• Perhaps the speaker thinks it was a bad idea for the Bush Administration to impose 30 percent tariffs on imported steel.
  • Or maybe he thinks it was bad for the Bush Administration to introduce (an unfunded) Medicare prescription drug benefit, the first major entitlement program since the Great Society.
  • Perhaps he thinks it was bad for the Bush Administration to reintroduce industrial policy by signing the Energy Policy Act of 2005, creating the Department of Energy loan program that ramped-up the government’s adventures in venture capitalism.
  • Perhaps the speaker thinks that in the years leading up to the crisis, monetary policy became unhinged from a restrained, rules-based approach?
  • Or perhaps the speaker thinks that the government sponsored enterprises, Fannie Mae and Freddie Mac, systematically encouraged over-leveraging in the housing industry?
  • Or maybe that capital requirements encouraged investors to load up on mortgage-backed securities.
  • Or maybe he thinks that, once the crisis hit, the Bush Administration shouldn’t have undertaken the most comprehensive and far-reaching bailout of private industry in U.S. history, one that resulted in the federal government buying stake in or bailing out hundreds of financial firms.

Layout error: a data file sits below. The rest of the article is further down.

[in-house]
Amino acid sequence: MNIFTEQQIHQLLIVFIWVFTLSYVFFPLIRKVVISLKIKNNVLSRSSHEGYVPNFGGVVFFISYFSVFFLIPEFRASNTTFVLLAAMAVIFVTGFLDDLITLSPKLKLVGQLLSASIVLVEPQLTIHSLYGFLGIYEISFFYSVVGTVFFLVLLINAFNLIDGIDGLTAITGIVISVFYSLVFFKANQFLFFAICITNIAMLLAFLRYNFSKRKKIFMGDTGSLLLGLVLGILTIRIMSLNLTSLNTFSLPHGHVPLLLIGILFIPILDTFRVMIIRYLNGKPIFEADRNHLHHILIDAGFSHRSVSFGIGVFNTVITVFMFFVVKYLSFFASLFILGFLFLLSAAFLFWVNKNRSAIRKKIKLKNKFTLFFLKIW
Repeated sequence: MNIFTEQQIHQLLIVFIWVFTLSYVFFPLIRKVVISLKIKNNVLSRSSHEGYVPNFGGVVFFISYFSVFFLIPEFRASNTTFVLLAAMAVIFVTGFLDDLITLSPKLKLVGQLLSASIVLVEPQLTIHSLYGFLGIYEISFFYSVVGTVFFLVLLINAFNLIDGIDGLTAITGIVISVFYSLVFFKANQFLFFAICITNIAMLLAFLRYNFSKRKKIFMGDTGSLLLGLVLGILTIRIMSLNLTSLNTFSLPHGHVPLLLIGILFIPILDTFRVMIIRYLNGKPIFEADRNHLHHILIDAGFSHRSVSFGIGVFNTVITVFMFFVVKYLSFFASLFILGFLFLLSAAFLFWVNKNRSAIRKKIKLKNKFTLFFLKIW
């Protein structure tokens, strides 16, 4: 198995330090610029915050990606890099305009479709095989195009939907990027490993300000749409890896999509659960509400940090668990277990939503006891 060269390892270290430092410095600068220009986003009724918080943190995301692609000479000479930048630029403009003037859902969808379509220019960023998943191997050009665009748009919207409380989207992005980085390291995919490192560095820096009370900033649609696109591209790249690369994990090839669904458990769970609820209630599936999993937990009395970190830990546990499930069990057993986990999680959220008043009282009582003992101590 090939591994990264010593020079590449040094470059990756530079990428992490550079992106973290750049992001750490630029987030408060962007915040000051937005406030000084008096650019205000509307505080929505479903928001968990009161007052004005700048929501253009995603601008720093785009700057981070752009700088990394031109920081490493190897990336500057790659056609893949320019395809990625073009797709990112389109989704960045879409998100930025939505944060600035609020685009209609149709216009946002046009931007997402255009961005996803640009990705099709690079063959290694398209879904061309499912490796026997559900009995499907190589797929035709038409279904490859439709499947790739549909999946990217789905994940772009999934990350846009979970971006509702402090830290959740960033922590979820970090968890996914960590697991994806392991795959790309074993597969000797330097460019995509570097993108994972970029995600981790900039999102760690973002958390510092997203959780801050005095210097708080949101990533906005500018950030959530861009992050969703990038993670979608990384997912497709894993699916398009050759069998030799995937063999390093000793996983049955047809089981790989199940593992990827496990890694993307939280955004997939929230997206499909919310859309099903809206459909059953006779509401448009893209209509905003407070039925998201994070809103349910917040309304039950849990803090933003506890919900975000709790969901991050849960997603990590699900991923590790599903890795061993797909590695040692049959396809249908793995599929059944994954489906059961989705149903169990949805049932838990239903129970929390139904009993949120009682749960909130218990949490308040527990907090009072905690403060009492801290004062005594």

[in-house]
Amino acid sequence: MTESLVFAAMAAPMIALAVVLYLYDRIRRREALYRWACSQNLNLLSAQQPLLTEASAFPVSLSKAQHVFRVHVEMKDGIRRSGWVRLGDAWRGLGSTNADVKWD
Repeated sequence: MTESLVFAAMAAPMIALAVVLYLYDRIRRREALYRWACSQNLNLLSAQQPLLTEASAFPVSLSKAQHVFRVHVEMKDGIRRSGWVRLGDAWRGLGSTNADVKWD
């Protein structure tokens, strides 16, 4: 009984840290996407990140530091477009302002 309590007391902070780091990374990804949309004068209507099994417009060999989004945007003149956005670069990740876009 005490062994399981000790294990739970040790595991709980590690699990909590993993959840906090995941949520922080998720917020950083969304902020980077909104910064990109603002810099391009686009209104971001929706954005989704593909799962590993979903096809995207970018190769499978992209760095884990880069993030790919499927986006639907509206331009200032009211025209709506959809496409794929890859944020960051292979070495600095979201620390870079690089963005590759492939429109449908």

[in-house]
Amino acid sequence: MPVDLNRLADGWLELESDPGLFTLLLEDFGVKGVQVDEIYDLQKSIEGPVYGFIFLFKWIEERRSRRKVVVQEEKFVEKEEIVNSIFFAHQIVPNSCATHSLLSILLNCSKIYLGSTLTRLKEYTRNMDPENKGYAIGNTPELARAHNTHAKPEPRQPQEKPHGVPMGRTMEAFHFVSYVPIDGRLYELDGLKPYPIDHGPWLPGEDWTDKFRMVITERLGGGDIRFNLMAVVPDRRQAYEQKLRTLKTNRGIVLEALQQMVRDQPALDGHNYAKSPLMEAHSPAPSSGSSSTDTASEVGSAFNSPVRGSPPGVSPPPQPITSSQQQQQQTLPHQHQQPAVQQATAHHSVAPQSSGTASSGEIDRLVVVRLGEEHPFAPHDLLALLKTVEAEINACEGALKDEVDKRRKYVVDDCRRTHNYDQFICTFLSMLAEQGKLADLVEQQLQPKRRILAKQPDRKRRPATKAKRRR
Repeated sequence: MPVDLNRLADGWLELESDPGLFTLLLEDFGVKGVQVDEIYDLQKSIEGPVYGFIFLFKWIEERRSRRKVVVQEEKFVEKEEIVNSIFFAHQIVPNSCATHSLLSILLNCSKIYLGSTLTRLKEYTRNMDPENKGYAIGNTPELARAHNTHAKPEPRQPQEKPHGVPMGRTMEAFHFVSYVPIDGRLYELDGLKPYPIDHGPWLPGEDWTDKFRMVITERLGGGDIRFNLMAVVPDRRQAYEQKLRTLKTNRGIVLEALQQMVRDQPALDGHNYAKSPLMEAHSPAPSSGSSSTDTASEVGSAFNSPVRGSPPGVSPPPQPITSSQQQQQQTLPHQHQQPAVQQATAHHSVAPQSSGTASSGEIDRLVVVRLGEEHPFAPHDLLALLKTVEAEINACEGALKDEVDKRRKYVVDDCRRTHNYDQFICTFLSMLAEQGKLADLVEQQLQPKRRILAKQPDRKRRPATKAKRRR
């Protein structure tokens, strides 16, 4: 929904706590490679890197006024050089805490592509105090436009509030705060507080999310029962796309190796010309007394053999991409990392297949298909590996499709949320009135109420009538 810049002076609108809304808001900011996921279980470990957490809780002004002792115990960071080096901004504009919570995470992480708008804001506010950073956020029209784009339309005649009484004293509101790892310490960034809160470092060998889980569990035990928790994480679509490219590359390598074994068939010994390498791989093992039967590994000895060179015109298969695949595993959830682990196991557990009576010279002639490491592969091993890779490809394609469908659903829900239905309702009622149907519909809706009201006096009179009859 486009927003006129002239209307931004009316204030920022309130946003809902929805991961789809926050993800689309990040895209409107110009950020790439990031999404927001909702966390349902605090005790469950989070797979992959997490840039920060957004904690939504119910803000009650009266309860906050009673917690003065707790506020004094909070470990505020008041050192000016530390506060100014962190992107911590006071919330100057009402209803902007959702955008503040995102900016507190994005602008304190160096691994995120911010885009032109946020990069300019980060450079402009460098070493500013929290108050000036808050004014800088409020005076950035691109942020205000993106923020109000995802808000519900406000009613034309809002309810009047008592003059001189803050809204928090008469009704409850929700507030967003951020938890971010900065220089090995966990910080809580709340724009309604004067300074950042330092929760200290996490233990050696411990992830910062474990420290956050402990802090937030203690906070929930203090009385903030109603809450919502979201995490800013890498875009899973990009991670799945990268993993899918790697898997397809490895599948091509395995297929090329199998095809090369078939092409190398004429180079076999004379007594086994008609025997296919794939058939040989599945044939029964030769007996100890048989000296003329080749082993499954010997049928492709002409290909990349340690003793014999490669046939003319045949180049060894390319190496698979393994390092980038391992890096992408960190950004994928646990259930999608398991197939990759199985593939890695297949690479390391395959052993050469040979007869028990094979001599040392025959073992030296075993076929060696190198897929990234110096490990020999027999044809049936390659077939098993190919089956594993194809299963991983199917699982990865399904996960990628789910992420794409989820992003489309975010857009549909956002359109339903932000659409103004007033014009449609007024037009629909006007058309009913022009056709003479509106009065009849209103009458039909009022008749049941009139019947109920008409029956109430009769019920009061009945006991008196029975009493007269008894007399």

• It must be that the speaker was worried that in aggregate these policies had seriously undermined the economic freedom of the U.S., as evidenced by the precipitous fall in measured economic freedom from 2001 to 2009:

If this is what the speaker was getting at, then I couldn’t agree more! Hopefully, he’s proposing ideas to reverse course: spending reductions to bring spending in line with taxation, entitlement reform to put the nation’s budget on a sustainable course, tax reform to close loopholes and reduce rates such as the corporate tax rate, financial reforms to finally end too big to fail, regulatory reforms to reduce distortions in the marketplace, health care reforms so that market forces can actually operate in that industry, and other economic reforms to restore a level playing field in American business.

….Or, maybe the speaker is just focusing on one policy that marginally moved the nation in a market direction, the temporary reduction of all personal income tax rates, including the top marginal rate from 39.6 percent to (gasp!) 35 percent. And maybe the speaker is hoping that no one will notice that on just about every other policy dimension, the previous administration was anything but laissez faire.